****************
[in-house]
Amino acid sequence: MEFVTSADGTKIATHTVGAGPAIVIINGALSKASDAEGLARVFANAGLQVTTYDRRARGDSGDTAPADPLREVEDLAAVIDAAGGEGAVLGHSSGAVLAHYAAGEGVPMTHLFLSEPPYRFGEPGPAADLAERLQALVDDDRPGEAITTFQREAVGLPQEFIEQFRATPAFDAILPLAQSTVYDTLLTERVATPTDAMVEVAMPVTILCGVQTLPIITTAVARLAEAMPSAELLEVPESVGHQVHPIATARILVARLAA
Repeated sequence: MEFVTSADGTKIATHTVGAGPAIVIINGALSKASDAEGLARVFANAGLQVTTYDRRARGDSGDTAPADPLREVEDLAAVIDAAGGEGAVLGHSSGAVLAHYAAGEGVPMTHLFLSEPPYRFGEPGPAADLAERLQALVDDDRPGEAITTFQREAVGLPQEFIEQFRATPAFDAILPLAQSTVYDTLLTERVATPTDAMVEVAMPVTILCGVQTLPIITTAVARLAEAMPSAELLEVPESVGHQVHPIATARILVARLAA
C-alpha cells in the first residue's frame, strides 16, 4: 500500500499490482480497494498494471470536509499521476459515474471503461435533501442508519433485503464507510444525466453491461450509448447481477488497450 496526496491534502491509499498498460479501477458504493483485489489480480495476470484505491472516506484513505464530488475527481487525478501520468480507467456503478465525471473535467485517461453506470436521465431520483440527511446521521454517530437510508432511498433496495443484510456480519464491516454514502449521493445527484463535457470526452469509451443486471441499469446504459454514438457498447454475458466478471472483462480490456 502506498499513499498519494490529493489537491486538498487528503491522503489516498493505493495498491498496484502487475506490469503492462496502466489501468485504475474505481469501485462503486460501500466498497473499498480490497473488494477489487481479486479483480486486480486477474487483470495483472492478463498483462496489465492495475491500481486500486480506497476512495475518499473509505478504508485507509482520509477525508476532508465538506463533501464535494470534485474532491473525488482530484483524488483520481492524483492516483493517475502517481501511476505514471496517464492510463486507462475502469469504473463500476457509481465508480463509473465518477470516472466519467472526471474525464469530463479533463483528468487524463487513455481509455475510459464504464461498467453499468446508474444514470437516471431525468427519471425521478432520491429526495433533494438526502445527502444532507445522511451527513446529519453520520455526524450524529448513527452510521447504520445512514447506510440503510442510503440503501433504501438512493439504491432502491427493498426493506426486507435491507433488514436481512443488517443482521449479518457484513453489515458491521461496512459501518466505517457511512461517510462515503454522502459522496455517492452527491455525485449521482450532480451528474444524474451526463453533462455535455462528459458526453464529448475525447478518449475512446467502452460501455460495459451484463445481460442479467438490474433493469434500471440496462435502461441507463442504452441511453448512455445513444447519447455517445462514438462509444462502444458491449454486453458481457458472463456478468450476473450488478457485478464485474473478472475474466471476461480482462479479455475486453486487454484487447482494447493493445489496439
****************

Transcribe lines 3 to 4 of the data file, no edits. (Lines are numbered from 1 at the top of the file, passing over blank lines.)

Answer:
Repeated sequence: MEFVTSADGTKIATHTVGAGPAIVIINGALSKASDAEGLARVFANAGLQVTTYDRRARGDSGDTAPADPLREVEDLAAVIDAAGGEGAVLGHSSGAVLAHYAAGEGVPMTHLFLSEPPYRFGEPGPAADLAERLQALVDDDRPGEAITTFQREAVGLPQEFIEQFRATPAFDAILPLAQSTVYDTLLTERVATPTDAMVEVAMPVTILCGVQTLPIITTAVARLAEAMPSAELLEVPESVGHQVHPIATARILVARLAA
C-alpha cells in the first residue's frame, strides 16, 4: 500500500499490482480497494498494471470536509499521476459515474471503461435533501442508519433485503464507510444525466453491461450509448447481477488497450 496526496491534502491509499498498460479501477458504493483485489489480480495476470484505491472516506484513505464530488475527481487525478501520468480507467456503478465525471473535467485517461453506470436521465431520483440527511446521521454517530437510508432511498433496495443484510456480519464491516454514502449521493445527484463535457470526452469509451443486471441499469446504459454514438457498447454475458466478471472483462480490456 502506498499513499498519494490529493489537491486538498487528503491522503489516498493505493495498491498496484502487475506490469503492462496502466489501468485504475474505481469501485462503486460501500466498497473499498480490497473488494477489487481479486479483480486486480486477474487483470495483472492478463498483462496489465492495475491500481486500486480506497476512495475518499473509505478504508485507509482520509477525508476532508465538506463533501464535494470534485474532491473525488482530484483524488483520481492524483492516483493517475502517481501511476505514471496517464492510463486507462475502469469504473463500476457509481465508480463509473465518477470516472466519467472526471474525464469530463479533463483528468487524463487513455481509455475510459464504464461498467453499468446508474444514470437516471431525468427519471425521478432520491429526495433533494438526502445527502444532507445522511451527513446529519453520520455526524450524529448513527452510521447504520445512514447506510440503510442510503440503501433504501438512493439504491432502491427493498426493506426486507435491507433488514436481512443488517443482521449479518457484513453489515458491521461496512459501518466505517457511512461517510462515503454522502459522496455517492452527491455525485449521482450532480451528474444524474451526463453533462455535455462528459458526453464529448475525447478518449475512446467502452460501455460495459451484463445481460442479467438490474433493469434500471440496462435502461441507463442504452441511453448512455445513444447519447455517445462514438462509444462502444458491449454486453458481457458472463456478468450476473450488478457485478464485474473478472475474466471476461480482462479479455475486453486487454484487447482494447493493445489496439